The Chamber of Mines explains that in the notice he invited submissions on his intention to suspend the processing of new section 11, mining and prospecting rights applications or their renewal.
The Chamber of Mines has therefore issued and served an urgent application with the Pretoria High Court to review and set aside the notice and to interdict the minister from taking any decision or issuing any directive contemplated in the notice.
The matter will be heard in urgent court on 4 August 2017.
This date is the deadline the notice affords members of the public to respond to the notice.
The Chamber of Mines will seek the urgent setting aside of the notice on one of two bases, namely either the Promotion of Administrative Justice Act (PAJA) or the constitutional principle of legality.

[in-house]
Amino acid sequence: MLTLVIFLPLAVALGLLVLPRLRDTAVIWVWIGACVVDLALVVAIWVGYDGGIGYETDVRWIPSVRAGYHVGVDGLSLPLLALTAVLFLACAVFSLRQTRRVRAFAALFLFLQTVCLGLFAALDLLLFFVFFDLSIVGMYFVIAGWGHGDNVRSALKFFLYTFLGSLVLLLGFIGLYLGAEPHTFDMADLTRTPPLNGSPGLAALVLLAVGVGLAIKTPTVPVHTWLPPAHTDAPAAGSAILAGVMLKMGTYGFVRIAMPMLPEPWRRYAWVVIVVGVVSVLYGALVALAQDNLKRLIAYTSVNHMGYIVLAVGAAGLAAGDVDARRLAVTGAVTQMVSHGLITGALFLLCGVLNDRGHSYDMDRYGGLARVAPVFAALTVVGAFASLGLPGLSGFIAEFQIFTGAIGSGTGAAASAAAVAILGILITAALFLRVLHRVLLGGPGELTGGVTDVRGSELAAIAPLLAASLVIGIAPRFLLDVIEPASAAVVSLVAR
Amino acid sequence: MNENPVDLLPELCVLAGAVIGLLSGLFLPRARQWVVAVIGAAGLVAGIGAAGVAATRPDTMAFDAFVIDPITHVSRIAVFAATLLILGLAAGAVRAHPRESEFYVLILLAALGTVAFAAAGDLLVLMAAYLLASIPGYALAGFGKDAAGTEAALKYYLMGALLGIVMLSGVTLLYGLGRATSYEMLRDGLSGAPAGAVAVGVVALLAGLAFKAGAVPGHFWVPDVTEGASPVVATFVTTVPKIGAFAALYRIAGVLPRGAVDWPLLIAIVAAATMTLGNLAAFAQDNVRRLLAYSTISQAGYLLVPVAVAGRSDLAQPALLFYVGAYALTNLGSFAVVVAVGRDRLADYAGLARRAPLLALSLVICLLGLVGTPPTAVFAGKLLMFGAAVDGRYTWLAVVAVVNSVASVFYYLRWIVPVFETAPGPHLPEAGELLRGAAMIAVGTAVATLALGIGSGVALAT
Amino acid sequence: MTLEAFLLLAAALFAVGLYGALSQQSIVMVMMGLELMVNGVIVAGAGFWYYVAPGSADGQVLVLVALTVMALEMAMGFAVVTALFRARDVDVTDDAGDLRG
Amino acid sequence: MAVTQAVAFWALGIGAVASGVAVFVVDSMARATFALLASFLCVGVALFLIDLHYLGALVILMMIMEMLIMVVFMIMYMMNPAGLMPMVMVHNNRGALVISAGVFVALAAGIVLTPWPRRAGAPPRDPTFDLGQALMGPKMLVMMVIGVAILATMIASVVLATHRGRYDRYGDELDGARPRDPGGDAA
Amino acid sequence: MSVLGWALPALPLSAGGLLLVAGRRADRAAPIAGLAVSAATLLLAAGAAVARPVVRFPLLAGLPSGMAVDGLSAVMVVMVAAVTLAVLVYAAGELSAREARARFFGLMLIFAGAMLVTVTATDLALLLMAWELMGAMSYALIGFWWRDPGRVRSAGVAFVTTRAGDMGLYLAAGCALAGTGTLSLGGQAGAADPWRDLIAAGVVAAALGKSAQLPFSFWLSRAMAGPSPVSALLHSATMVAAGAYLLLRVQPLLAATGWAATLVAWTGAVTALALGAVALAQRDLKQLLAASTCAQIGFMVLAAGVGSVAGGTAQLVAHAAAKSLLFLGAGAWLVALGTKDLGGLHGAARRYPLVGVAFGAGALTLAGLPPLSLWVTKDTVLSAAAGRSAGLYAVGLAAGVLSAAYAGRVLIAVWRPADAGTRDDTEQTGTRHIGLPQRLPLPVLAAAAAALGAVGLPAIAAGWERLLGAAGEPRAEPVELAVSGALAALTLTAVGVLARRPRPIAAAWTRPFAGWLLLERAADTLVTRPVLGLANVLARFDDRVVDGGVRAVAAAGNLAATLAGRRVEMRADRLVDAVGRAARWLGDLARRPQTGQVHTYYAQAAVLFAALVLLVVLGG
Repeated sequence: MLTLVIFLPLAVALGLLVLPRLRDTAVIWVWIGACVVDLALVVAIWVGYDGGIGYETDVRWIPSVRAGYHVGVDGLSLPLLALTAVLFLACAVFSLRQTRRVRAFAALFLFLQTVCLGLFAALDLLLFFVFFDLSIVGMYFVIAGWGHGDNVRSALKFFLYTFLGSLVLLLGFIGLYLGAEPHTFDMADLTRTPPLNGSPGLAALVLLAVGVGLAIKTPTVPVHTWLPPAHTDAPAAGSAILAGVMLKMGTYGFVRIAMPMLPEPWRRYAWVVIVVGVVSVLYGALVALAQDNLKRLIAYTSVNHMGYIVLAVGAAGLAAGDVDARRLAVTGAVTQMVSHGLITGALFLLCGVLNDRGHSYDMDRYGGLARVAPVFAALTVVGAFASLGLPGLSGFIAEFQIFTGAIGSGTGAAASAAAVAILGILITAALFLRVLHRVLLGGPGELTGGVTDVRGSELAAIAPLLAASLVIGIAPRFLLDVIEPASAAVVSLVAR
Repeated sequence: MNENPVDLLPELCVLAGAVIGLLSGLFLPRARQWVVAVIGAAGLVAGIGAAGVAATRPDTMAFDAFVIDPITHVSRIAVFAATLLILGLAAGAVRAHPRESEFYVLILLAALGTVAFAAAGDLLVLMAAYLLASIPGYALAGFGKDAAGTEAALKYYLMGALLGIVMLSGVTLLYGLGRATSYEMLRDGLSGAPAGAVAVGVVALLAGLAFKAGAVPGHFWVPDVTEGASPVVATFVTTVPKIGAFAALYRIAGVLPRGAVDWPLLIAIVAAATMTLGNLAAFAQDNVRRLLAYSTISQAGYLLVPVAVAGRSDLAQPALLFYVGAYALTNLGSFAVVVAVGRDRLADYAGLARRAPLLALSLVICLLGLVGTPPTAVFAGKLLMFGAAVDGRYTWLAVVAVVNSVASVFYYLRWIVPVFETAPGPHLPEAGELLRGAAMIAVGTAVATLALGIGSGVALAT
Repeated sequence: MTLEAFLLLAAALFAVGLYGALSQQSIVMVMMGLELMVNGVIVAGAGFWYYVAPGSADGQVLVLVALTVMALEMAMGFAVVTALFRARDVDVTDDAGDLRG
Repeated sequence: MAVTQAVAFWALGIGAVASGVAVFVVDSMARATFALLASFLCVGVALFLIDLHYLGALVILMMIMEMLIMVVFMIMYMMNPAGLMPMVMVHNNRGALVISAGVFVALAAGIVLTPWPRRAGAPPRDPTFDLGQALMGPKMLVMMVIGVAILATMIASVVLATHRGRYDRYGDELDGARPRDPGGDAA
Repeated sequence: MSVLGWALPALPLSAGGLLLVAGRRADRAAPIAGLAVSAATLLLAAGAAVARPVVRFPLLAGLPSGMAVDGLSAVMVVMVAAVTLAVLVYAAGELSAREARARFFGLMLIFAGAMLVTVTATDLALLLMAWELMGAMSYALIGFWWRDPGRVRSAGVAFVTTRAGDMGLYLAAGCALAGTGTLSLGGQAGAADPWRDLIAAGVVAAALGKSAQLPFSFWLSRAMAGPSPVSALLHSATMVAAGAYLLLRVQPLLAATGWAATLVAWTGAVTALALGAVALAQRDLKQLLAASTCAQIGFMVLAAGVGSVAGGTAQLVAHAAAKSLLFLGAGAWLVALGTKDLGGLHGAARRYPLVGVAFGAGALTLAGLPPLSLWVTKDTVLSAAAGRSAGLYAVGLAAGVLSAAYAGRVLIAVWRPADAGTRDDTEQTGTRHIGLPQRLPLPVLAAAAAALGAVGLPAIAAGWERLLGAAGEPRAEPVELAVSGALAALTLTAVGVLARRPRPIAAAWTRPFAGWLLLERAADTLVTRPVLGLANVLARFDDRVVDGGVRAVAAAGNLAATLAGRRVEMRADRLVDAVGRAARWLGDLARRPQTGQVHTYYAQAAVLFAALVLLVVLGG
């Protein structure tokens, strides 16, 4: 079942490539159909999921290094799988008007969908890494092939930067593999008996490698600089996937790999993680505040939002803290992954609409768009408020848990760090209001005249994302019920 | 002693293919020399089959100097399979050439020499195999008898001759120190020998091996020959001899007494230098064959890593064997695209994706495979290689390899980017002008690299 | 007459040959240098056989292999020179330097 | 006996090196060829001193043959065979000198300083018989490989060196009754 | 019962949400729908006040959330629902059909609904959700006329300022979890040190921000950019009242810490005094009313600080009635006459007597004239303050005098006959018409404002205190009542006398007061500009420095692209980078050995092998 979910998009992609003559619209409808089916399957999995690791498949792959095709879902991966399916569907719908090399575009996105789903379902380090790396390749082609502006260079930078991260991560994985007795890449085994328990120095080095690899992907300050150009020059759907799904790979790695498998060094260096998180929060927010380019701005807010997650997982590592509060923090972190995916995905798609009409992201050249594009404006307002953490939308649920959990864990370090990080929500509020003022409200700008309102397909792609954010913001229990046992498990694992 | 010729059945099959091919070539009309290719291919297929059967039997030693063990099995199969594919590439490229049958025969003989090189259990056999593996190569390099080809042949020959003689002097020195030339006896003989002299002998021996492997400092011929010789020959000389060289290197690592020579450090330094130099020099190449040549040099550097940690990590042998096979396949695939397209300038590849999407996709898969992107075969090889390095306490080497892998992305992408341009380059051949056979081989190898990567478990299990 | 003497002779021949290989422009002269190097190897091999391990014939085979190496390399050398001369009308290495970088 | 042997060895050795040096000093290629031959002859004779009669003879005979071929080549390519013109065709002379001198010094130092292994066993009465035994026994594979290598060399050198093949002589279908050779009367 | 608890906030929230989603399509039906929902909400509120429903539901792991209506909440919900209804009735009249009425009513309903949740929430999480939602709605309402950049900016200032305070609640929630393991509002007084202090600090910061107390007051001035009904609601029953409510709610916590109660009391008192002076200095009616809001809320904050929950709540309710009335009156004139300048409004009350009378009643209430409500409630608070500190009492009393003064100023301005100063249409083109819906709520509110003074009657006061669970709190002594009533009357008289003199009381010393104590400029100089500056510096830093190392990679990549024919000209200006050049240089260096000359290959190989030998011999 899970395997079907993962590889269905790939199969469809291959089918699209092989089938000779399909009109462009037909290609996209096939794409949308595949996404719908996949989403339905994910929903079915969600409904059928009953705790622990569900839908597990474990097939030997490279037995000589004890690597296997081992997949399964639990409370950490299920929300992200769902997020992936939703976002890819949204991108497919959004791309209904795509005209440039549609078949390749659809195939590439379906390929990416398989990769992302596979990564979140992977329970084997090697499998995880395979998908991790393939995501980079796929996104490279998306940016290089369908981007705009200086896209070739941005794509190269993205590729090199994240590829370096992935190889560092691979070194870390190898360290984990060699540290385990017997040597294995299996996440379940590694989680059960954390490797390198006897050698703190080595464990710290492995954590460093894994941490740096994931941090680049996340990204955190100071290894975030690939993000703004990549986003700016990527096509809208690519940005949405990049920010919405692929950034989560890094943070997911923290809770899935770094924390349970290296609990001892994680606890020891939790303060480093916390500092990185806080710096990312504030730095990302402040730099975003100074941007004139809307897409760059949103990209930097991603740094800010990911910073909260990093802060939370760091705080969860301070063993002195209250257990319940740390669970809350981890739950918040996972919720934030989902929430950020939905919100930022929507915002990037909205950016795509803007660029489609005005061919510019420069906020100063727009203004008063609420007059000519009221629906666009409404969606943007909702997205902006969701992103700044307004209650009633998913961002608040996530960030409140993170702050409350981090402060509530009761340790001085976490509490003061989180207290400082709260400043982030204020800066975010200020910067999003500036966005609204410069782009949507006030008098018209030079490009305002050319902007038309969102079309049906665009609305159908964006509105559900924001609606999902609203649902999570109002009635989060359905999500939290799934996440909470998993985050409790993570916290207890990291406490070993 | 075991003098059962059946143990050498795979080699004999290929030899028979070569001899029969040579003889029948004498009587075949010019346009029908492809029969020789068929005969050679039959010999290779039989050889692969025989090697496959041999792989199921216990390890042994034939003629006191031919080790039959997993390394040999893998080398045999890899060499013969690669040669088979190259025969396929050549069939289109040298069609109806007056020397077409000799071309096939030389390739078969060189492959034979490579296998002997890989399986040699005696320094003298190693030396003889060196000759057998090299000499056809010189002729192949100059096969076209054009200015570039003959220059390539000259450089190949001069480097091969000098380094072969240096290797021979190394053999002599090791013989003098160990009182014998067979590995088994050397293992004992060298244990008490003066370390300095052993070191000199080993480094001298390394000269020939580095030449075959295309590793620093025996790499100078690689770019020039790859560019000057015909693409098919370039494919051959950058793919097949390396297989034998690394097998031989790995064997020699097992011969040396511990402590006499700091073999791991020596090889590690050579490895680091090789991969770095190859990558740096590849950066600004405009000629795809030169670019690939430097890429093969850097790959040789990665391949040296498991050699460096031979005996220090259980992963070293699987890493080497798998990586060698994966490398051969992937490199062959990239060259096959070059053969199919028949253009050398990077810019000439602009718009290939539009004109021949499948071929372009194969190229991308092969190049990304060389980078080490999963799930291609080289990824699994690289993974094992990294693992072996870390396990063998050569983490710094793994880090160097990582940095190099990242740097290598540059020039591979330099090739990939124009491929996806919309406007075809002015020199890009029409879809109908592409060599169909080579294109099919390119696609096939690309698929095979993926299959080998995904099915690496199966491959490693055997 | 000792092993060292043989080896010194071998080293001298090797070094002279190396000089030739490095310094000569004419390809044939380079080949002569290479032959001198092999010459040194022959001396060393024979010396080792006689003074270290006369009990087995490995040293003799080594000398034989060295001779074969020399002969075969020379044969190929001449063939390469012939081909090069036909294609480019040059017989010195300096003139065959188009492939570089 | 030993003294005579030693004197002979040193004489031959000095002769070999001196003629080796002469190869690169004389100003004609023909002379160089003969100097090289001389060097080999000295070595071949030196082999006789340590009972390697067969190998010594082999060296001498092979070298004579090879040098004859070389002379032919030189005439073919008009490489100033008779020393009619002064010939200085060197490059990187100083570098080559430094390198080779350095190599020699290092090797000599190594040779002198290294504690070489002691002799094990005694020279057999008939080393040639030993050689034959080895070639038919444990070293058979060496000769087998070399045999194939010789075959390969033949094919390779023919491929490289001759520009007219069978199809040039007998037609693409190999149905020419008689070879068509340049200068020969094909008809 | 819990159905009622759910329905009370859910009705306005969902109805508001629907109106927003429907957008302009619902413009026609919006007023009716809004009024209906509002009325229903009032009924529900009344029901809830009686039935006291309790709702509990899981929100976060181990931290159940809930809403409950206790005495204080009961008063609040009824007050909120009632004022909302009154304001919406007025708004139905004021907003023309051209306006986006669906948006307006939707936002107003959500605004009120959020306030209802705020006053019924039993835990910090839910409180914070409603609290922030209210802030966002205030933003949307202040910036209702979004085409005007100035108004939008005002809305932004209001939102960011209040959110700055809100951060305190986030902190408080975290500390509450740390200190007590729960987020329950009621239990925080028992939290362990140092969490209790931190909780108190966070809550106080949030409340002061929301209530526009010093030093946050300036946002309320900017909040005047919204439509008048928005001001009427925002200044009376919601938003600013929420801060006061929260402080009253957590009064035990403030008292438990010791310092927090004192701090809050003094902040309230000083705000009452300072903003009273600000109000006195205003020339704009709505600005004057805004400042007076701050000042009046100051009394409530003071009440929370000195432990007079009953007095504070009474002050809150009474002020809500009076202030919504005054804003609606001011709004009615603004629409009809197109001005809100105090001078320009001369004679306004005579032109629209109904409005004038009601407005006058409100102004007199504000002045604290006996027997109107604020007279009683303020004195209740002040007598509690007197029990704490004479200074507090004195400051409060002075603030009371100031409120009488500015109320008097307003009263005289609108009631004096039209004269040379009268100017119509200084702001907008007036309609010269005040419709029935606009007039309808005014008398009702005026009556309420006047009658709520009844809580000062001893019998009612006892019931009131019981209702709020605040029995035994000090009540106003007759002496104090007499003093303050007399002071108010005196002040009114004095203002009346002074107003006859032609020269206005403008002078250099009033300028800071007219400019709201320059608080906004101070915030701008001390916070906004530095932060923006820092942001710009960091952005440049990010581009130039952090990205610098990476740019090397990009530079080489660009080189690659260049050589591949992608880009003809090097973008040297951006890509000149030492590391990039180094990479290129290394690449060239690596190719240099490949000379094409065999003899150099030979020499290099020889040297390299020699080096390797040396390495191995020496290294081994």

The Chamber of Mine’s legal advice is that the notice constitutes an unlawful action for a number of reasons including:
- the damaging impact of the notice itself and its proposed further action on the mining sector; and
- that the minister acted ‘ultra vires’ or beyond his powers under the Mineral and Petroleum Resources Development Act (MPRDA) and unconstitutionally by issuing the notice.
The Chamber of Mines notes, with regret, that the industry has no option but to proceed with court action to ensure that the minister acts within the law, and in the best interests of the industry and the country.
Earlier this week the Organisation Undoing Tax Abuse (OUTA) laid charges of treason, corruption, extortion, fraud and theft against the minister at the Randburg police station in Johannesburg.
Feature image credit: Wikimedia